Here’s the thing. I’m a reader. I learned to read when I was four, and I liked it. Those patches and the nail polish meant that books were a frustrating blur of squirmy spots surrounded by bright prisms, with blotches of nothing in the middle. So I got really good at pulling off just enough of the patch to see under it, and learned to tilt my head so the fuzzy glasses didn’t get in my way.

Finally, about the same time as that second surgery, the adults in my life decided that if my vision was fine in the eye I actually used, I didn’t need glasses. I saw the world without a smeary plastic filter for the next three decades, until I was old enough to start having trouble with small print.

After a few years of buying readers at the drugstore, I got tired of putting them on and taking them off and spending half my time looking for them, no matter how many pairs I stashed around the house, car, and office. I went to the eye doctor for the first time as an adult, and got a prescription. Because I wasn’t using my left eye anyway, the prescription was just for my right eye, and the optician who made the glasses made a matching lens for my left eye so I’d look more or less symmetrical.

 

New hope

Because my left eye’s so useless, I’ve always had a little undercurrent of anxiety about my right eye. The anxiety level increased a few years ago when my eye doctor told me I had cataracts developing. Cataract surgery is pretty commonplace now, and they seem to have it down, but they still only do one eye at a time – just in case.

As it turns out, there’s new research going on about treating amblyopia in adults. I’m not the only kid who didn’t comply with the patching-and-nail-polish routine. A doctor at McGill University in Canada has been experimenting with using a stereoscopic device and video games to help adults with amblyopia improve their vision – see this easy-to-read article, or this example of Dr. Robert Hess’s peer-reviewed articles about it.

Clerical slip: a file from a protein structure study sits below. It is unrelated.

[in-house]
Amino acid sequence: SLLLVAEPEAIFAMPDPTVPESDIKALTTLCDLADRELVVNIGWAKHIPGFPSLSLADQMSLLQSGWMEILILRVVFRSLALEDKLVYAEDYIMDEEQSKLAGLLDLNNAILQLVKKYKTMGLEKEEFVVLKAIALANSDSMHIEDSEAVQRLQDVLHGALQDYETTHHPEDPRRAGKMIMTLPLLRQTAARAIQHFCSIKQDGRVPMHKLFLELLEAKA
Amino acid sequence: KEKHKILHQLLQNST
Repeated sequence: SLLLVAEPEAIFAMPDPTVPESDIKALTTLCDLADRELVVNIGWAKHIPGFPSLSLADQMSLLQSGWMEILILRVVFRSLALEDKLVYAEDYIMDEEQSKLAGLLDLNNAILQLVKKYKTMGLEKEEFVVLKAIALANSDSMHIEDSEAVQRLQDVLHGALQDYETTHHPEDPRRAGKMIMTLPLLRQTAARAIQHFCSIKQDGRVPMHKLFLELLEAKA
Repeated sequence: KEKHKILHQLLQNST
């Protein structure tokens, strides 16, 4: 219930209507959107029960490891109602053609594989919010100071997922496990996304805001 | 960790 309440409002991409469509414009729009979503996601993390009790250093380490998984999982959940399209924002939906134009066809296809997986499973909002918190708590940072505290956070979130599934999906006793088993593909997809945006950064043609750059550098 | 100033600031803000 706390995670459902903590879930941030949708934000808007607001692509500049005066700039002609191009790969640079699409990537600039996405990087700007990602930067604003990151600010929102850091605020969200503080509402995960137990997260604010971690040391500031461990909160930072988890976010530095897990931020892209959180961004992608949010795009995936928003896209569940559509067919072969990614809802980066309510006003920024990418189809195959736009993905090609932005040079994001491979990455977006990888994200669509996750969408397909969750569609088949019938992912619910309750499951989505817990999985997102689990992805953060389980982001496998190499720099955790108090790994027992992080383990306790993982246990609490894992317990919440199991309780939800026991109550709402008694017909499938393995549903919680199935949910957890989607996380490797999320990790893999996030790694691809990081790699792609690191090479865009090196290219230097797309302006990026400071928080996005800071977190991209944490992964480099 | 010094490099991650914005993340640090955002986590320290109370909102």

And when I had to switch eye doctors because my insurance changed, my new eye doctor suggested trying a new prescription. She showed me that my left eye vision can be partially corrected, so even if I still can’t read small print with it I can read, say, 24-point font. Which might not sound like a big deal but given that uncorrected I can only read the very top line of the eye chart with that eye, it’s pretty astonishing.

Hence the new glasses. The left lens is made with some space-age plastic that keeps the thickness down, but it still has a bit of that old Coke-bottle effect. The right lens is downright weird, though. It has a line across like the one in the picture on the left below, which is the source of my up-and-down double vision. It’s called slab-off, and it’s kind of a reverse prism to make light from the thinner right lens hit the back of the eye at the same distance as the thicker left lens. The picture on the right illustrates the different angles. Physics.